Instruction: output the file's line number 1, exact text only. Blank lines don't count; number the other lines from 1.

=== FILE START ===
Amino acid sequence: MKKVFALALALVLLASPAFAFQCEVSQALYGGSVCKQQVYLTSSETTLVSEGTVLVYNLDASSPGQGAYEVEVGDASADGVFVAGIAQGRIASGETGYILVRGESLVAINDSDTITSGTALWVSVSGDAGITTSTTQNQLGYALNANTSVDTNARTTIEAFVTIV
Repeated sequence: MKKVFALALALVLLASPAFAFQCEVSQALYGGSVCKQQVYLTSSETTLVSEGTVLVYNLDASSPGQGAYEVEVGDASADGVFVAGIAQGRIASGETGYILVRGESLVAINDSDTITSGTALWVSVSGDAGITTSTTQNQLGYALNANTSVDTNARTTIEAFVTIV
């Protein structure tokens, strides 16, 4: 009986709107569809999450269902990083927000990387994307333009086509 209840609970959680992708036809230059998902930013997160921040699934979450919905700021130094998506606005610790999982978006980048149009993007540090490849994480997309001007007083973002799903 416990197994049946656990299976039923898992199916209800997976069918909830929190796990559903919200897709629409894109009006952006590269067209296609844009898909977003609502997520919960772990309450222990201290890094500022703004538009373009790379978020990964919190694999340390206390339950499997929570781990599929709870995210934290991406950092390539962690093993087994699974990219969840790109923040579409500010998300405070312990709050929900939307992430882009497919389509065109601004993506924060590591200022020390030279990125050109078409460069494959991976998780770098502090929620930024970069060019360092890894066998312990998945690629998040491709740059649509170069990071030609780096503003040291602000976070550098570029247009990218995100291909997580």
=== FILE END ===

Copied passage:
Amino acid sequence: MKKVFALALALVLLASPAFAFQCEVSQALYGGSVCKQQVYLTSSETTLVSEGTVLVYNLDASSPGQGAYEVEVGDASADGVFVAGIAQGRIASGETGYILVRGESLVAINDSDTITSGTALWVSVSGDAGITTSTTQNQLGYALNANTSVDTNARTTIEAFVTIV